AFBF president gives proposed agriculture budget an ‘F’

The president of the country’s largest agricultural advocacy group said the proposed budget President Trump sent to Congress fails farmers, ranchers and the nation’s rural communities.

farmersThe proposed 2018 budget includes slashing more than $228 billion to the U.S. Department of Agriculture over the next 10 years, including $38 billion from farm programs like crop insurance.

“The administration’s budget proposal fails to recognize agriculture’s current financial challenges or its historical contribution to deficit reduction,” asserted American Farm Bureau Federation President Zippy Duvall. “The American Farm Bureau Federation and its members are concerned about the federal budget deficit; however, we also know that agriculture has done its fair share to help reduce the deficit.”

He noted that, since the early 1980s, agriculture often has been targeted to generate budget savings—from the reconciliation bills in the late ‘80s and ‘90s to 2014 Farm Bill reforms. When the 2014 Farm Bill passed it was projected to contribute $23 billion to deficit reduction over 10 years. It was the only reauthorization bill that voluntarily offered savings during that session of Congress.

“It is difficult to think of another sector of the economy that has contributed so much, so consistently, over the last several decades,” Duvall explained. “It would gut federal crop insurance, one of the nation’s most important farm safety net programs. It would drastically reshape important voluntary conservation programs and negatively impact consumer confidence in critical meat and poultry inspection.”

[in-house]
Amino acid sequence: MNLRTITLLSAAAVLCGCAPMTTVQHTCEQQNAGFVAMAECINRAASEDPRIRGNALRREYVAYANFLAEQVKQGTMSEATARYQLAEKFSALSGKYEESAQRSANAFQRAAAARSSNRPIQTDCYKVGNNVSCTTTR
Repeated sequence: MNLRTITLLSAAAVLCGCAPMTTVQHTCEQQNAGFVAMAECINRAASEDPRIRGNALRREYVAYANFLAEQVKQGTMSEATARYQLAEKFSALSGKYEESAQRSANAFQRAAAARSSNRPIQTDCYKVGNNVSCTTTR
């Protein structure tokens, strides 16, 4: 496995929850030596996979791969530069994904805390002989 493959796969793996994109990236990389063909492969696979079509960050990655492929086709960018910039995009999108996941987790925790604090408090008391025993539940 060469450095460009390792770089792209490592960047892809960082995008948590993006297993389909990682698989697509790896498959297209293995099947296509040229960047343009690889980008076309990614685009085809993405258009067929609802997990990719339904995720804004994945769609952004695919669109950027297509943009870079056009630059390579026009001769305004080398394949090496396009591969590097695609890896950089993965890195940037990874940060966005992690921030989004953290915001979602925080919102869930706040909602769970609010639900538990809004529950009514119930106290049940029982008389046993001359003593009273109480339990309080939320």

He added that the current proposal would hamper the viability of plant and animal security programs at U.S. borders and undermine the nation’s grain quality and market information systems. “It would stunt rural America’s economic growth by eliminating important utility programs and other rural development programs. Clearly, this budget fails agriculture and rural America.”

The president’s budget is only the first step in the annual federal budget process. Congress ultimately will write the budget and appropriations bills so AFBF will work with the House and Senate agriculture and budget committees.

Duvall said the organization will strive to “protect programs that are critical in managing risks inherent to production agriculture, and maintain programs that are vital to rural communities.”